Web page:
One full day in Bilbao was all I had, and it was a Sunday, so not a lot open. I did get to the Guggenheim and wandered through for about an hour and a half. No pictures allowed inside, so the exterior shots from the previous post will have to hold. Wandered the center of town, it’s pretty. A lot of Bilbao is an industrial, port city, so not a whole lot else of interest to go see.
One thing it turns out, on Sundays, many of the restaurants don’t open until 1:30 in the afternoon, and then only stay open until about 4:00. The tapas bars and such in the old town are open in the eves, mostly for tourists, but the rest of the city seems to close up. There were two very traditional spots I was thinking about, and had hoped to hit one for lunch and one for dinner, but neither was open for dinner, and when I arrived at the first, Restaurante Guria, at only about 12:30, they were so rude about not being open until 1:30 that I decided to pass anyway, and walked my way back to old town and Mandoya, Txakur kalea 3.
A little more food than necessary, but I had no idea the appetizers would be so big – a platter of perfectly grilled, salted padrón peppers, which I ate all of, a whopping half dozen of the biggest white asparagus I’ve ever seen, each the size of an average carrot – I managed about half of them before turning my attention to the delicious, but disappointingly small “grilled giant clams” – nothing giant about them, not even particularly big. But damned tasty. Waitress insisted I try a local dessert, mamia, or cuajada vasca, which is basically a clotted cream, or “set” milk, often of sheep’s milk, topped with local honey.
Dinner, I just didn’t feel like tapas bars again, and they seemed to be pretty much all that were open. So I went for the highly recommended pizza at Pizza Via, Santa Maria 1 – a place that locals seem to swear is the best pizza in the Basque country, and even tourists touted as one of the best pizzas in Europe outside of Italy. Let’s just say, not. I sat along the river (the pizzeria is take-out only), ate a slice and gave the rest to a homeless guy on another bench.
On my way back to the hotel, I spotted a sign on the door at Negresco, Nueva Plaza 10, that asserted that they’d won the award two years running for the best gilda in Bilbao. That’s the little skewer of olives, mild chilies, and anchovies that I’ve sampled at several places on this trip. I’ll just say that if that’s the best in Bilbao, someone needs to go to San Sebastián, or even here in Madrid, to figure out how they ought to be.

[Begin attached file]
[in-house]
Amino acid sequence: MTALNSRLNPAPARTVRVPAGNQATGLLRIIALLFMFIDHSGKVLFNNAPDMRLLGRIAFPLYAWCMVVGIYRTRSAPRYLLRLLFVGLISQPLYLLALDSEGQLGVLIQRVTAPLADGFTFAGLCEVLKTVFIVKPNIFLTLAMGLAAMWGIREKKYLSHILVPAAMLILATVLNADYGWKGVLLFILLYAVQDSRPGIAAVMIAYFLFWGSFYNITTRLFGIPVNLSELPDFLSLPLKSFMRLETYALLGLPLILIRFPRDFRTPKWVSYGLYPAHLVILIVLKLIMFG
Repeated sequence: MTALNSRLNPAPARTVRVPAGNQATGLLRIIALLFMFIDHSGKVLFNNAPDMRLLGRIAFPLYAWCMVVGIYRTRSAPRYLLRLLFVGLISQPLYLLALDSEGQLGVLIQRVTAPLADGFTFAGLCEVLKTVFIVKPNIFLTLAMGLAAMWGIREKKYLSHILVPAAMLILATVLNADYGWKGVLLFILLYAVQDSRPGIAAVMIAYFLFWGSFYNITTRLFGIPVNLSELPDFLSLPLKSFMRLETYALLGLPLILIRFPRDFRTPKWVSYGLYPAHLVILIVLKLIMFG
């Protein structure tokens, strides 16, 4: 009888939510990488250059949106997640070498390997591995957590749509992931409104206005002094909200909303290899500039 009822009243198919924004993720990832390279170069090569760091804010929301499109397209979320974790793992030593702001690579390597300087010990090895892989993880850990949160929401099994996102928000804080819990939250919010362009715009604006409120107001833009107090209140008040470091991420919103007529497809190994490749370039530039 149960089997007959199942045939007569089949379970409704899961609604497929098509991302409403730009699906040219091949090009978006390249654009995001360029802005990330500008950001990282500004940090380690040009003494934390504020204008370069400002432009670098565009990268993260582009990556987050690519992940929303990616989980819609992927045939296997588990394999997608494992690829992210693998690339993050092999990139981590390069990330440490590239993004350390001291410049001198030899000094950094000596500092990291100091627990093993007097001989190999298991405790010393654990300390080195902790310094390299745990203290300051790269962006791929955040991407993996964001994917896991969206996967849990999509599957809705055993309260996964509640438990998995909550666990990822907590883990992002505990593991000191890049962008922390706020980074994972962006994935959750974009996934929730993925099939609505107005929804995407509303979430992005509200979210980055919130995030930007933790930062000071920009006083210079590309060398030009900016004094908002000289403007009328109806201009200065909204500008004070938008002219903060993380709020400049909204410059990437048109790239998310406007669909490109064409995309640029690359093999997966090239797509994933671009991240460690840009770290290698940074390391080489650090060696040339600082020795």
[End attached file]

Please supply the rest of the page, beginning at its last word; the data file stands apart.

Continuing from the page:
And, up and out early yesterday morning and onto the bus for Madrid. A little over four hours and in our hotel (Henry arrives today from his festival tour) in the Puerta del Sol neighborhood. A little wandering… but hey, it’s lunchtime, right?
I have numerous places on my list to check out in Madrid, unfortunately, it turns out that many if not most of them are closed for the month of August for vacation, and some were just closed yesterday because it was a holiday. I settled in at a reasonably well regarded tapas bar (here in Madrid, they don’t seem to do the displays on the bars of tapas, it’s mostly ordered off of a menu, at least from what I’ve seen so far). Salón de Tapas Plaza Mayor, Calle Gerona 4, is a cute little spot just off the Plaza Mayor, and a lovely outdoor table let me people watch while I had a decent gazpacho, some croquettes of bacalao and veal, and some piquillo peppers filled with bacalao. Nothing to get excited about, but a decent lunch.
Met up with friends Jorge and Lucho from Buenos Aires who, on a whim, packed up and headed to Madrid for a few days (then on to Bonn), to visit family. Unfortunately, they didn’t realize we weren’t in Madrid for most of their time here, and Henry not at all, so we just got a few hours in the evening before they had to head out. We headed to Calle Cava Baja, the famed street of tapas bars, only to discover that probably 2/3 of them are closed for the month, and the few that were open seemed pretty mediocre.
We tried one, Taberna Txakalina, but after nibbling at three pintxos that were big yawns, we decided to head back to where I’d had such good tapas at the Mercado San Antón. Enroute we happened across Enrique Tomas, Cruz 25, a specialist in the various types of jamón ibérico, the local cured hams, and we split a sampler plate of four different varieties, as the saying goes, each one better than the others. And then back to the Mercado for a bit of seafood and eye candy. They headed off for their continuing ventures, and I headed back to the hotel to start binge watching the second season of Madam Secretary…. and catch up on some reading.